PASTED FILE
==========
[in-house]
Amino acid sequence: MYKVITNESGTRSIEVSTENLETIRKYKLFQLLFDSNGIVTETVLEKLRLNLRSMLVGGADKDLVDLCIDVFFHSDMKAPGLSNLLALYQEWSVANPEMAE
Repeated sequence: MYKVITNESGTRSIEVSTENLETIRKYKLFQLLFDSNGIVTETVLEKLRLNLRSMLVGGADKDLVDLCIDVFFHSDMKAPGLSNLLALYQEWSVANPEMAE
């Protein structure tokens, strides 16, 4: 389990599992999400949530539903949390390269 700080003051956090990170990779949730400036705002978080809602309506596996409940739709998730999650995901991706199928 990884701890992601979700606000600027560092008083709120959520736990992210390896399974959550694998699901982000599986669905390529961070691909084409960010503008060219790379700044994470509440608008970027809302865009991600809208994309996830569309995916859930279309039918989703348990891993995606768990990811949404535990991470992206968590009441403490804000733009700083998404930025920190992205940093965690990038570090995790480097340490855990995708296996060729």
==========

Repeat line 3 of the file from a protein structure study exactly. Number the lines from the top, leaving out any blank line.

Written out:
Repeated sequence: MYKVITNESGTRSIEVSTENLETIRKYKLFQLLFDSNGIVTETVLEKLRLNLRSMLVGGADKDLVDLCIDVFFHSDMKAPGLSNLLALYQEWSVANPEMAE